Novel Collagen Membrane Improves Colon-on-a-Chip Functionality
Article May 23, 2018 | By Sonali Karnik, PhD
Inflammatory bowel disorders (IBDs) such as Crohn’s disease are caused by complex interactions between intestinal cells, cytokines, and gut microbiota. Different treatment modalities and drugs for IBDs are less effective in some patients than others. This unpredictability of response to drugs in some patients can be attributed to that person’s unique physiology and gut microenvironment.
For understanding the interactions between intestinal cells and cytokines, there is a need to have efficient physiologic models that can replicate the niche environment of the gut. While rodents are extensively used as animal models for studies involving gut and drug interactions, due to the differences in the rodent and human physiology these animal models do not reflect the complex human gut niche.
Microfluidic tissue-chips can replicate the complex tissue microenvironment and can be engineered according to the testing needs. These tissue systems can be regulated and controlled better when conducting experiments. The existing microfluidic gut-on-a-chip models use either PDMS (Polydimethylsiloxane) or PDMS combined with other synthetic materials such as Poly- L- Lactic Acid (PLLA). Even though these materials have been found to support cell growth, there are some undesired effects observed such as the cells developing a non-physiologic squamous epithelium instead of columnar which is the type observed in vivo. These membranes also have non-physiological pores which span several micrometers restricting cellular movement across the barrier.
Our objective was to build a microfluidic model of colon using natural tissue base matrix or extracellular matrix made from collagen type I to closely mimic the structure and function of the colon and which can be used to study the complex interaction of the cellular components and drug metabolism.
What makes our microfluidic colon-on-a-chip unique is the membrane made from natural base matrix material used to support cells in the device. Using collagen type I instead of a synthetic material replicates the niche environment in the native tissue. We tested our devices with this novel collagen membrane for cell viability, functionality, and mass transport of nutrients across the membrane barrier to see if this membrane improved cellular function when compared to the devices made with commercially available Transwell membranes. Our findings suggest that the devices with collagen type I membrane had better and extended viability of the human gut cells, retention of morphology, function, as well as barrier function.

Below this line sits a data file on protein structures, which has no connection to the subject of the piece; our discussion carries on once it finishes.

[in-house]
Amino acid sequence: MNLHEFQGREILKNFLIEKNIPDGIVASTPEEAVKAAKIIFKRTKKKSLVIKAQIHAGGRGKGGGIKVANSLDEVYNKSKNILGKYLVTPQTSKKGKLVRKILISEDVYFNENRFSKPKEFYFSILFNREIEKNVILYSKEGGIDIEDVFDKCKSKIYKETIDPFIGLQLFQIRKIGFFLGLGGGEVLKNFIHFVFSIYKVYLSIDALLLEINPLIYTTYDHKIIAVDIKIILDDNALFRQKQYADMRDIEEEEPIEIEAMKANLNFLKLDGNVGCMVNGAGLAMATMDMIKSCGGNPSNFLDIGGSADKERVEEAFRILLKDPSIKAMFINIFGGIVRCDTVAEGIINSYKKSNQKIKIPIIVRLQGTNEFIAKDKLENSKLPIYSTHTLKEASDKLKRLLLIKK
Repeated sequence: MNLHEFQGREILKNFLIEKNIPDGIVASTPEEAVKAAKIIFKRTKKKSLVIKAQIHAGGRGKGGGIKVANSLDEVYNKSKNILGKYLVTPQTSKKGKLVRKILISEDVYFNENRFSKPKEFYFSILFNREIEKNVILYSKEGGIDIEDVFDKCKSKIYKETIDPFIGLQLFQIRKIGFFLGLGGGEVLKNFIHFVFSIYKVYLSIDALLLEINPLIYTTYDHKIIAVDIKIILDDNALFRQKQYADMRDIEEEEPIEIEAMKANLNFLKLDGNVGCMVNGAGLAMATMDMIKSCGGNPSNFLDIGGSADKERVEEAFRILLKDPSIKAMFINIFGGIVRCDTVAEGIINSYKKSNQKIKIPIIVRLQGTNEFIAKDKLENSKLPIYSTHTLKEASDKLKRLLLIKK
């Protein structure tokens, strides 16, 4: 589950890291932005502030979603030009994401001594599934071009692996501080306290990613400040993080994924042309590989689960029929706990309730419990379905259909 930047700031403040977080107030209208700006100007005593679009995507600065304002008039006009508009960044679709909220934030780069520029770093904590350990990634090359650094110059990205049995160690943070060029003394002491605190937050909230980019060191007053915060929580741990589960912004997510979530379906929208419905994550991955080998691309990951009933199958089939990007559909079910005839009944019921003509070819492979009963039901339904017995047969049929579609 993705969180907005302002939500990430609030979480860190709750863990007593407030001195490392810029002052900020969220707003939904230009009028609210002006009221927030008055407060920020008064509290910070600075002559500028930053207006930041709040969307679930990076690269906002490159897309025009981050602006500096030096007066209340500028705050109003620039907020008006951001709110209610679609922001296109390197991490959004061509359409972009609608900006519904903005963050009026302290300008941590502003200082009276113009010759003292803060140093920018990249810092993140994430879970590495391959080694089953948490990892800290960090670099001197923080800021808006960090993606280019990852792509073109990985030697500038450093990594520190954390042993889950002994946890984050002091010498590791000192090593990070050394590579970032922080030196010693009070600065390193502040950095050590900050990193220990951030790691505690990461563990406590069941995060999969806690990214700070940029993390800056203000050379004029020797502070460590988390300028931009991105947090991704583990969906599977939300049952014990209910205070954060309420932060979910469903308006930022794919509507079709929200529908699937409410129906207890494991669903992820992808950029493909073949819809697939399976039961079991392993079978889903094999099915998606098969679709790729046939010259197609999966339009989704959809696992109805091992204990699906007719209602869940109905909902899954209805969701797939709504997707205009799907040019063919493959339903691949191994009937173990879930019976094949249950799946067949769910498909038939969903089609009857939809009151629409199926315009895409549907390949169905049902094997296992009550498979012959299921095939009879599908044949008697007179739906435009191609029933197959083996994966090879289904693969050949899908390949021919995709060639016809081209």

Our device having two separate chambers with the collagen matrix can be used for co-cultures of different cells with gut cells. We can see our collagen membrane based colon-on-a-chip model as an efficient tool to help to predict the response of gut cells to different effectors such as gut microorganisms, drugs, and cytokines helping in the drug discovery process.
Wang, C., Tanataweethum, N., Karnik, S., & Bhushan, A. (2018). Novel Microfluidic Colon with an Extracellular Matrix Membrane. ACS Biomaterials Science & Engineering, 4(4), 1377-1385. doi:10.1021/acsbiomaterials.7b00883
To pick apart the differences between individual cells in complex multicellular organisms, we need to look at cells one-by-one. This article takes a look at how several scientists in North America are using single cell proteomics (SCP) technologies to discern disease pathogenesis and enhance directed stem-cell differentiation.READ MORE
Bacteriophage (phage) are viruses that specifically infect bacteria. They have a two-phase lifecycle, residing in a dormant state within the host genome (lysogenic cycle) or hijacking the host cellular machinery for their own replication (lytic cycle). Here we will explore the important steps of the lytic cycle.READ MORE